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Slumdog Schwarzenegger

New America Media, Commentary, Peter Schurmann Posted: Jan 19, 2009

SEOUL -- Years ago I stepped off a bus in Mumbai -- it was still Bombay then -- and into a sea of waist-deep water as the annual monsoon transformed the city into a giant, filthy swimming pool. I turned around to look at the driver, thinking maybe I'd catch a ride back the way we came. He just shook his head, which mostly means yes in India, but not this time. It was 4 p.m. and I was clear on the other side of the city, with a lake of floating rickshaws and stalled taxis between me and my lodgings. I was staying with friends of the family in a neighborhood called Borivili, a suburb about an hour or so by train from Churchgate and the center of town.

I had been in the house all day, soaking up the daily routine of life in a city I knew nothing about and was completely captivated by. The scent of coconut chutney on the stove, the bearded holy man on the television or the soft Vedic chanting pouring out of the stereo. The crows that would land on the windowsill as young kids played cricket in the courtyard, the palm trees sweating in the afternoon humidity. The little apartment was a universe of discovery for me but my presence began to annoy the father of the house, a terse writer from Kerala with a fondness for beedies (rolled cigarettes) and straight talk. He told me to get out - at least for the day. So I did, hopping a bus headed to Santa Cruz station, which by the time I arrived was all but submerged by the afternoon flooding.

The first thing I did was wade over to the train station to see about a train back to Borivili. I got on the platform, which was also a sea, but of people, not water. After about 30 minutes this rolling heap of bodies came steaming down the tracks. I can't think of any way to describe it other than to say that the body of the train was invisible under the swarming mass of people hanging onto every nook and cranny they could dig their fingers into. Still, I made my way forward, until a hand fell on my shoulder. I turned and there was this businessman waving his finger in my face, his head shaking from side to side. He too meant no. Don't get on, he said.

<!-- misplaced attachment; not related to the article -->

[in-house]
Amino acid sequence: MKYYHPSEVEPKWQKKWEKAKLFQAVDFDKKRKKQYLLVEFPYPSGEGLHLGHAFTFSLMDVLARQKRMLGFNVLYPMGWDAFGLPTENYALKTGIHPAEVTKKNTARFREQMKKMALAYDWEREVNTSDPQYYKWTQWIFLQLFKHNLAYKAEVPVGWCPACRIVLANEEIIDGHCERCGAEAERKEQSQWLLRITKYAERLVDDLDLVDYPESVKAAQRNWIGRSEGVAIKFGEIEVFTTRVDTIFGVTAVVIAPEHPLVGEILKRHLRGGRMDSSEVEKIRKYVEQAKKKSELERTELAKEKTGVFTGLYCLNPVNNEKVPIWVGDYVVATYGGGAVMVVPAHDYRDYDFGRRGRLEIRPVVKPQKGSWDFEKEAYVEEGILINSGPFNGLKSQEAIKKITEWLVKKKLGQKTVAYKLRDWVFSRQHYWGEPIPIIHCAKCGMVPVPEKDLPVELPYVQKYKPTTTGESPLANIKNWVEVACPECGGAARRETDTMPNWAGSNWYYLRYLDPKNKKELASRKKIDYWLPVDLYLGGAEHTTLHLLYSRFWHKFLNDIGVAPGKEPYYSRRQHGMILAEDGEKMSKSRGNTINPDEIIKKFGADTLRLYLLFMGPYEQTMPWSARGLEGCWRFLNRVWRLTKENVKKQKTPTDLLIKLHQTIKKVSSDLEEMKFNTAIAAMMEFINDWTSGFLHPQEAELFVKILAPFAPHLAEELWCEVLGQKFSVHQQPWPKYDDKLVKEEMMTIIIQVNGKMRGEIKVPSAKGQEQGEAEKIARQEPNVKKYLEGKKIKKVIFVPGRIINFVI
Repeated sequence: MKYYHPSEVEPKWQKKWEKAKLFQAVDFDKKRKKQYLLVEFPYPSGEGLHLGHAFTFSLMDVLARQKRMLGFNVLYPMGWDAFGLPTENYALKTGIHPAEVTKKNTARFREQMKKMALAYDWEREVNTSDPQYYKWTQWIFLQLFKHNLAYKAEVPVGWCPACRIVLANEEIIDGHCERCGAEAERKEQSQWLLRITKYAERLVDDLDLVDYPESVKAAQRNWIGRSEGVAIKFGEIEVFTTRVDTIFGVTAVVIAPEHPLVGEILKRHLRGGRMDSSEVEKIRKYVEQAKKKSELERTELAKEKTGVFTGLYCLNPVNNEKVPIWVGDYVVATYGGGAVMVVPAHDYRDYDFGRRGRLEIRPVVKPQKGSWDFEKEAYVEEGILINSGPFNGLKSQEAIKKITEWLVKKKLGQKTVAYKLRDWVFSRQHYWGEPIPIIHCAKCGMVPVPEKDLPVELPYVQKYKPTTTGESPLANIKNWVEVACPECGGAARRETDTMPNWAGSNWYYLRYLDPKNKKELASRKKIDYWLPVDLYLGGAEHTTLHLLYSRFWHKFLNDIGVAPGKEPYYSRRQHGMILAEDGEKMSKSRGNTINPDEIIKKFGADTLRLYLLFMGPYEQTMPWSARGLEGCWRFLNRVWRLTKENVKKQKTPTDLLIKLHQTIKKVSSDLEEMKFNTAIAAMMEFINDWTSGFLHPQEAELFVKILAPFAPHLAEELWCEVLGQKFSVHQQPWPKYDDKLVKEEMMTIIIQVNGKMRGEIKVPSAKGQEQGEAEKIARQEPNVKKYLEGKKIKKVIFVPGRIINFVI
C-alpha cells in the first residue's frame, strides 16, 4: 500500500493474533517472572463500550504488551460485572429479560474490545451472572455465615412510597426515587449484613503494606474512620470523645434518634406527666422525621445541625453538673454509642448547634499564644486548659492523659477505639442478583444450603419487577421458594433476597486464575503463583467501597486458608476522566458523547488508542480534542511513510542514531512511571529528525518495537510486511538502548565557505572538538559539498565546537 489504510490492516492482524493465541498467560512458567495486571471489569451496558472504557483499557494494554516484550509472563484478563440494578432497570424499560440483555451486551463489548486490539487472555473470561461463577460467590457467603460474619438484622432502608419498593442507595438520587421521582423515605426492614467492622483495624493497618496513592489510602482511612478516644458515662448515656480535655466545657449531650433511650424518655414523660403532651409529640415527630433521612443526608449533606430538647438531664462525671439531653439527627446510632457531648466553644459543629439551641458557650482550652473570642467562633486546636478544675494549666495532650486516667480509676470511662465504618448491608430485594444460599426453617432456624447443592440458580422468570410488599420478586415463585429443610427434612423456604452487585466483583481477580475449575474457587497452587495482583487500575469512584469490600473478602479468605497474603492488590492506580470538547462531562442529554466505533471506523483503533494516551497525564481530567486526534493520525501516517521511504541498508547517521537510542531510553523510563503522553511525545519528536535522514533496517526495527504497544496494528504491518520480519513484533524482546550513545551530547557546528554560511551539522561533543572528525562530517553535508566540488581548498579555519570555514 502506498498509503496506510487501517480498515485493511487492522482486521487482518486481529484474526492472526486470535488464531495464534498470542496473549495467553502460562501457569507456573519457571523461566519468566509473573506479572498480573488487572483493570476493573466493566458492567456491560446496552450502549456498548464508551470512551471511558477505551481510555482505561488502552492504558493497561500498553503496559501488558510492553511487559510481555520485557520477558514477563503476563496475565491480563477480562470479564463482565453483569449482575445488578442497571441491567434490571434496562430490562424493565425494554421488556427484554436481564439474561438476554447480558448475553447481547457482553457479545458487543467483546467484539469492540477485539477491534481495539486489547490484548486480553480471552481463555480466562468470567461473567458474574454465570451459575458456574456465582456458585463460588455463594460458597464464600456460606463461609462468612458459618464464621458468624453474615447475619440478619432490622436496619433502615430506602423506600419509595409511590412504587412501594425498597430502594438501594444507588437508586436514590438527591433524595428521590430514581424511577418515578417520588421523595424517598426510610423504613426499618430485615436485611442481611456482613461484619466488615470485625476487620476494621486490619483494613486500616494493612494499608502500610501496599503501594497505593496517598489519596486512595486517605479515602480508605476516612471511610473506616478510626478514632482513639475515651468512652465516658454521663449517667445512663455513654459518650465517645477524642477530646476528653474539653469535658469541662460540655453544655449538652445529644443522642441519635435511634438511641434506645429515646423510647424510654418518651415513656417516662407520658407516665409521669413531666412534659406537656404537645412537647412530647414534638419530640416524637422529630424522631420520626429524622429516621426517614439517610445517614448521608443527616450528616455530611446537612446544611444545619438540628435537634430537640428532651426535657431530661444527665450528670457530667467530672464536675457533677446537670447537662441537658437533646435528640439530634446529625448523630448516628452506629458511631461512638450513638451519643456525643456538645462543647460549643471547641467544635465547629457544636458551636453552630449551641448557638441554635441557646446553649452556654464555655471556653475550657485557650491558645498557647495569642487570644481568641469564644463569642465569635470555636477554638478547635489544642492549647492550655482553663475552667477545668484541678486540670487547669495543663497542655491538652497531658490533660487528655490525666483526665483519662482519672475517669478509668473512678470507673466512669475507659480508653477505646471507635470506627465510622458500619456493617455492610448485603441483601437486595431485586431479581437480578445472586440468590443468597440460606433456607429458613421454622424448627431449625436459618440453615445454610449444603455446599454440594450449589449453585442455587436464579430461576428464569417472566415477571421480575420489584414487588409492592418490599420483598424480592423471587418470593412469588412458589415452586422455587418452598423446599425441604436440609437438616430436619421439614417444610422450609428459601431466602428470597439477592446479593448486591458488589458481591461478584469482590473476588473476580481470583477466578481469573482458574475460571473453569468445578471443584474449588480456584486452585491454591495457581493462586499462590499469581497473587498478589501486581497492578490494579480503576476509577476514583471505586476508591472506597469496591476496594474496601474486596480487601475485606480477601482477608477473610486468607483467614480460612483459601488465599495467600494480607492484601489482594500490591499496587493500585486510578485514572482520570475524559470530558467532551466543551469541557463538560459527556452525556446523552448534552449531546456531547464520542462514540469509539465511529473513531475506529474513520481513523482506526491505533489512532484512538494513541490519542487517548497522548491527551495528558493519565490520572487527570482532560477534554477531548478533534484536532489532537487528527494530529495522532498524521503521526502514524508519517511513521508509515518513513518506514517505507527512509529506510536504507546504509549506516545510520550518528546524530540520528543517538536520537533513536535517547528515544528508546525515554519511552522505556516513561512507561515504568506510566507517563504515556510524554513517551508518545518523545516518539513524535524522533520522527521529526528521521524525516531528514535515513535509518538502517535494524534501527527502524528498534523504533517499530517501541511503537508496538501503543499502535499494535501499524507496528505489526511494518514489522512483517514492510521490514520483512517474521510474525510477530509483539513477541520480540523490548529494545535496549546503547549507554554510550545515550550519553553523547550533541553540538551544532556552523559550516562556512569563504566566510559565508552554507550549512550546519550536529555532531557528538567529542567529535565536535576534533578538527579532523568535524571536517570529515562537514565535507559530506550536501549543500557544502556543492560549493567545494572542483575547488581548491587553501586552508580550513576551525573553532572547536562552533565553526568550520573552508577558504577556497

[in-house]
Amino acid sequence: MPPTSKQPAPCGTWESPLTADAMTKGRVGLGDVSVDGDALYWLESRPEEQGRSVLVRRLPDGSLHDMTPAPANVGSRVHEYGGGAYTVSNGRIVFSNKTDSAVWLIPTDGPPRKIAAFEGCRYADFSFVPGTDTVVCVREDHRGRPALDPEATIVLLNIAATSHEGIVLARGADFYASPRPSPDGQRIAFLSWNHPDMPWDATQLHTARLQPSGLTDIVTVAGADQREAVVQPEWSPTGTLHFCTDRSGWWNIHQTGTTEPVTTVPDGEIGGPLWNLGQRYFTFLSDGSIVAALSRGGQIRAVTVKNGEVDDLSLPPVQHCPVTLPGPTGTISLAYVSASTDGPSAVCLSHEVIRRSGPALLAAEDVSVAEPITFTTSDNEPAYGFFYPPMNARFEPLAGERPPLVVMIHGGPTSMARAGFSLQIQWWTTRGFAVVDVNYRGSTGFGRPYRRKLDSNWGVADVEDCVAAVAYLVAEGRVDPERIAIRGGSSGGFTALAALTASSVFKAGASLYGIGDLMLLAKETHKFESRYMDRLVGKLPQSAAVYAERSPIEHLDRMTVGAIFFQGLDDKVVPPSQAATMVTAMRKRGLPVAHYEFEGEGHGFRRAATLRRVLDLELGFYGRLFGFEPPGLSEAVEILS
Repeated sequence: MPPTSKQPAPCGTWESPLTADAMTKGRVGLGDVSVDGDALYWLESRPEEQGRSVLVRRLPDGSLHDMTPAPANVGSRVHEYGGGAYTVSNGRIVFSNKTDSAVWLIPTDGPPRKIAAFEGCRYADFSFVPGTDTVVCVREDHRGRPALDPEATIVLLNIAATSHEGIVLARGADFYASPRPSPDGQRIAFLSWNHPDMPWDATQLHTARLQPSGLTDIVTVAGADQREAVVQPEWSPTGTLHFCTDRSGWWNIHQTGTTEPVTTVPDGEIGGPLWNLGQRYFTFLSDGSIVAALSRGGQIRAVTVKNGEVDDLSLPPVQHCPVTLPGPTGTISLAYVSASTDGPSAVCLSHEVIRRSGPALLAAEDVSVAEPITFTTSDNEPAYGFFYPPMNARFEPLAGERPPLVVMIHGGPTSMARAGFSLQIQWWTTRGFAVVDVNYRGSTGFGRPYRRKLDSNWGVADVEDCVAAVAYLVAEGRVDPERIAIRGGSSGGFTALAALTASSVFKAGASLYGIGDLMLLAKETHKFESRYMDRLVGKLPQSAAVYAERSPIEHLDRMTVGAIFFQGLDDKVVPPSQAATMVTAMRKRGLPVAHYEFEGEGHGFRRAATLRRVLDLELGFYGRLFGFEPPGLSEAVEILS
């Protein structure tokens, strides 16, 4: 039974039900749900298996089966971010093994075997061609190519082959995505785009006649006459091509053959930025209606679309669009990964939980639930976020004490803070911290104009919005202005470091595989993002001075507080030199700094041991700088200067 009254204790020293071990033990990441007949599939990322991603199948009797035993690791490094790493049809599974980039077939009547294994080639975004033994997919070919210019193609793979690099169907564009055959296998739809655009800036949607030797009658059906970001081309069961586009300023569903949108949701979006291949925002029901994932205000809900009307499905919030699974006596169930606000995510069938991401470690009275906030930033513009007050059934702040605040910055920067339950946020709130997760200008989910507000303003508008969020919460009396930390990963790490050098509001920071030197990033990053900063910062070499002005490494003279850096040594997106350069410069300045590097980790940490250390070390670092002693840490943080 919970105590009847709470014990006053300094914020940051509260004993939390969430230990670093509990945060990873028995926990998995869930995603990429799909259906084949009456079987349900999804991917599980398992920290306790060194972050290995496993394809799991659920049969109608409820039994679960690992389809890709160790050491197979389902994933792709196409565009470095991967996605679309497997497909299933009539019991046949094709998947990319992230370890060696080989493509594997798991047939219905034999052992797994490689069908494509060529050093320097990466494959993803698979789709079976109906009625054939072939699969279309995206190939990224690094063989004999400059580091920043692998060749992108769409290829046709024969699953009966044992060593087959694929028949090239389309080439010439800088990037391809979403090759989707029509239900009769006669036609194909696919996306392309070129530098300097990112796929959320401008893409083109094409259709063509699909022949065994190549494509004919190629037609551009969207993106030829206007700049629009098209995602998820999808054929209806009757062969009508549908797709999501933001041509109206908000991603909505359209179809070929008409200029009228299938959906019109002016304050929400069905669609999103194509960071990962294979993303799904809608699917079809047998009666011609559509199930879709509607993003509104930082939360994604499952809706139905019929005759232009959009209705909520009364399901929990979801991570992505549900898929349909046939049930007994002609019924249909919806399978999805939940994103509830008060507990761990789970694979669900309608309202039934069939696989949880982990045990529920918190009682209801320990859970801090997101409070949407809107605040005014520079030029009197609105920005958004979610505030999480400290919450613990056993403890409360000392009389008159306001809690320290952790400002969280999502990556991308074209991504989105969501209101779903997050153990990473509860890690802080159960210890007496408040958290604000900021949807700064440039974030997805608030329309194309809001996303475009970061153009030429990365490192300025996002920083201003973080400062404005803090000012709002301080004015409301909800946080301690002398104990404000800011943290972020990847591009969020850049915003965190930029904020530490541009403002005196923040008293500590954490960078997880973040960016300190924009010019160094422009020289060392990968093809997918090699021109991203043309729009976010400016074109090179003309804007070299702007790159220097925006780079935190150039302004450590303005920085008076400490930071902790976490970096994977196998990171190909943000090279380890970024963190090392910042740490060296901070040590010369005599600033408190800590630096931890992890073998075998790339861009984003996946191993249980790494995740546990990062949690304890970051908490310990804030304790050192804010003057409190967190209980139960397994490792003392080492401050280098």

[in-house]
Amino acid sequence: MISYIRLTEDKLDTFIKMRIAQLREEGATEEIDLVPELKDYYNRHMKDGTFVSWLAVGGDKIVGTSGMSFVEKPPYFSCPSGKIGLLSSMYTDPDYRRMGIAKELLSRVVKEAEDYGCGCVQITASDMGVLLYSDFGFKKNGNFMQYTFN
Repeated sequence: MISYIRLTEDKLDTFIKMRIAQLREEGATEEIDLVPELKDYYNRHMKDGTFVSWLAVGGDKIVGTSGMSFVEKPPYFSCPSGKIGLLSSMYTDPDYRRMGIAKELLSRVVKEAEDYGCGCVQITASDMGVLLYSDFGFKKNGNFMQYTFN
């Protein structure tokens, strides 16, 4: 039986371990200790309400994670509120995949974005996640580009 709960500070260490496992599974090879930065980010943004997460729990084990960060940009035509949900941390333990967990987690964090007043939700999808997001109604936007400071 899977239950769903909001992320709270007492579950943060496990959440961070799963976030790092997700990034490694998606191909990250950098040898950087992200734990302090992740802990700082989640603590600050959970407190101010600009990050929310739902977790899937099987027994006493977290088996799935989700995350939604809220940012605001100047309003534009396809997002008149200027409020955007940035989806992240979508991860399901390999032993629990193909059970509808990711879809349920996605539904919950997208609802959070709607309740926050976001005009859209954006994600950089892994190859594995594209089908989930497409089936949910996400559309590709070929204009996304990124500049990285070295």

Good thing I didn't. It would have been a nightmarish ride and I would not have had the experience I did later that night.

I left the train station, down the stairs and back into the still rising waters. I was feeling desperate and began sticking rupees in drivers' faces as if they'd somehow turn the waterlogged vehicles into rafts to carry me home. Nothing doin', so I began to wade back down the way I'd come, not quite sure where I'd end up but too wet and chilled to stand still waiting for a miracle.

I walked for about an hour in the rain, stopping at a corner to look around in disbelief as most folks didn't seem the slightest bit perturbed by the apocalyptic scene around me. That's when I saw him walking straight at me.